Bill could legalise killing of abortion provider
THE SOUTH Dakota House of Representatives was to debate a Bill yesterday afternoon that would expand the definition of “justifiable homicide” to include killing in the defence of an unborn foetus.
House Bill 1171 is sponsored by state representative Phil Jensen, who opposes abortion rights.
Mr Jensen claims the Bill has nothing to do with abortion, but pro-abortion rights activists have been galvanised by an article published on the Mother Jones website on Tuesday, entitled “South Dakota Moves to Legalize Killing Abortion Providers”.
“Justifiable homicide” was the defence used by Scott Roeder, who murdered Dr George Tiller, a late-term abortion provider, in a church in Kansas in 2009.
Roeder, who is now serving a life sentence, said he killed Tiller to save the lives of unborn children. Eight doctors have been murdered by US anti-abortion extremists since 1993. Seventeen others have survived assassination attempts. Mr Jensen’s Bill states that homicide is legal if it is committed by a mother “while resisting an attempt to harm” her unborn child.
The provision was expanded in a committee hearing last week to include homicide committed by the mother’s parents, spouse or children in defence of her foetus. At least four right-wing, anti-abortion groups testified in favour of the broader definition.
Republicans hold strong majorities in the South Dakota house and senate, where many of the minority Democrats also oppose abortion rights.
“If this Bill passes, in theory it would allow a woman’s father, mother, son, daughter or husband to kill anyone who tried to provide that woman with an abortion,” said Representative Peggy Gibson, a Democratic member of the legislature. “It’s a licence to kill abortion providers.”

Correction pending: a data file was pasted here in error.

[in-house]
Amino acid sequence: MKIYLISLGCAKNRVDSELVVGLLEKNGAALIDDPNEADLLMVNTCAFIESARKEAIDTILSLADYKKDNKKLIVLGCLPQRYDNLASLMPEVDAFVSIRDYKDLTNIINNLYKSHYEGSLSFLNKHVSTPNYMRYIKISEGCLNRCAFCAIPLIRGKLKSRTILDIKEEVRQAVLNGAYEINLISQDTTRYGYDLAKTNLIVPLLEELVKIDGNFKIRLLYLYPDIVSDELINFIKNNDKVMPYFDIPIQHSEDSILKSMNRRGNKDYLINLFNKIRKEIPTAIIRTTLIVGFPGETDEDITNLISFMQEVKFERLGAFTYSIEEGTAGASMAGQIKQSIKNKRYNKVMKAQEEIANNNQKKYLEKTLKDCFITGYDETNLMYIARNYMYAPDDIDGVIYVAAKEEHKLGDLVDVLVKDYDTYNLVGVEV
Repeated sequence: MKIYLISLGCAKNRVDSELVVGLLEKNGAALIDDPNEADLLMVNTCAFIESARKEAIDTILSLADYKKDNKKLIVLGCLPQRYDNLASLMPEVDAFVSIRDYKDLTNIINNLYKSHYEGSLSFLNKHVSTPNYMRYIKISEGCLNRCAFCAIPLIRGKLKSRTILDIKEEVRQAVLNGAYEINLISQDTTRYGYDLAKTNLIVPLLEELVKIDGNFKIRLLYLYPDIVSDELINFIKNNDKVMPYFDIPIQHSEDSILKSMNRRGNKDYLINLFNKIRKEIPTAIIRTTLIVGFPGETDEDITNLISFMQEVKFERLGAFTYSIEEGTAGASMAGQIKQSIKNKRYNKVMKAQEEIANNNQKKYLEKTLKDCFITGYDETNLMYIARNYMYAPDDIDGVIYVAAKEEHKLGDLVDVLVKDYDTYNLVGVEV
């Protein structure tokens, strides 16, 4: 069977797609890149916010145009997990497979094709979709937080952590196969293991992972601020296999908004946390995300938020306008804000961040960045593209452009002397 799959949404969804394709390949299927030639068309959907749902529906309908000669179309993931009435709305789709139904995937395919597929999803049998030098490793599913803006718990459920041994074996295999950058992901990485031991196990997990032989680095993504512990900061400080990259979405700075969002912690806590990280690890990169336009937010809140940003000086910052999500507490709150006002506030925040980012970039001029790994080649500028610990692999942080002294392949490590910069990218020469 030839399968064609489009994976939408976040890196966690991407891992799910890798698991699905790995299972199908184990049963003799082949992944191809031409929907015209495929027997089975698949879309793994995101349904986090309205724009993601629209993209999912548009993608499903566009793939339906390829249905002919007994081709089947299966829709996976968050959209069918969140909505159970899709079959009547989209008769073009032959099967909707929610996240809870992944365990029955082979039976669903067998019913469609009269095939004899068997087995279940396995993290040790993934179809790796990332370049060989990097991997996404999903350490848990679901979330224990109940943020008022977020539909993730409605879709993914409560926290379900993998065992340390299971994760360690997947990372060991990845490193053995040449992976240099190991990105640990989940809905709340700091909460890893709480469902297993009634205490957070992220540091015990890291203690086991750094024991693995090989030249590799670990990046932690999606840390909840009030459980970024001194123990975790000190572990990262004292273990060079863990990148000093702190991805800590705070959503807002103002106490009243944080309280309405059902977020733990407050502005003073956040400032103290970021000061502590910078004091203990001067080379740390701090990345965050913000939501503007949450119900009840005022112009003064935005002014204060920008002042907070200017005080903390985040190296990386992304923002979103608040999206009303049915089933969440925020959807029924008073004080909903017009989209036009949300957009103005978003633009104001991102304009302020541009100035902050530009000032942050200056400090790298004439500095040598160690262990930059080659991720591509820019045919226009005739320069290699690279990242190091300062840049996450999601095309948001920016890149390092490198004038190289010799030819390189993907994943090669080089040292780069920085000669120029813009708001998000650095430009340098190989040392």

The South Dakota Campaign for Healthy Families warned that Bill 1171 could have far-reaching consequences if a “misguided extremist invokes this ‘self defence’ statute to justify the murder of a doctor, nurse or volunteer”.
Mr Jensen has told interviewers the Bill is merely intended to make South Dakota law “consistent”, because state laws already allow prosecutors to charge people with manslaughter and murder for actions that result in the death of foetuses. South Dakota already has some of the most severe restrictions on abortion in the US.
There have been no abortion providers in the state since 1994, though the Planned Parenthood group flies a doctor into Sioux Falls once a week to see patients.
State law requires a woman to wait 24 hours after counselling before undergoing the procedure, and doctors are required by law to read this sentence to patients: “The abortion will terminate the life of a whole, separate, unique, living human being.”
House Bill 1217, a separate piece of legislation also under consideration, would require women to undergo a second round of counselling at a crisis pregnancy centre at least 72 hours before an abortion. Most crisis centres are run by anti-abortion Christian groups.
Mr Jensen is also promoting a referendum that would add the following sentence to South Dakota’s constitution: “No such court may apply international law, the law of any foreign nation, or any foreign religious or moral code with the force of law in the adjudication of any case under its jurisdiction.”
Mr Jensen has called the provision “the Sharia Bill”. Last November, 70 per cent of voters in Oklahoma approved a resolution banning the consideration of Sharia in their state. It was struck down by a federal judge, but similar legislation has been introduced in at least 13 other states.
Mr Jensen told the Rapid City Journalthat the issue had come up in Minnesota “where you had folks from Somalia who desire to have the courts of Minnesota rule according to Sharia Law”.
A journalist for Rachel Maddow’s MSNBC website tracked down the origin of the Somalia/Minnesota canard. It arose from Muslim cab drivers not wanting to carry passengers carrying alcohol in 2007.
A four-year-old Fox News story about the incident has since been viewed 1.6 million times on an apocalyptic Christian website.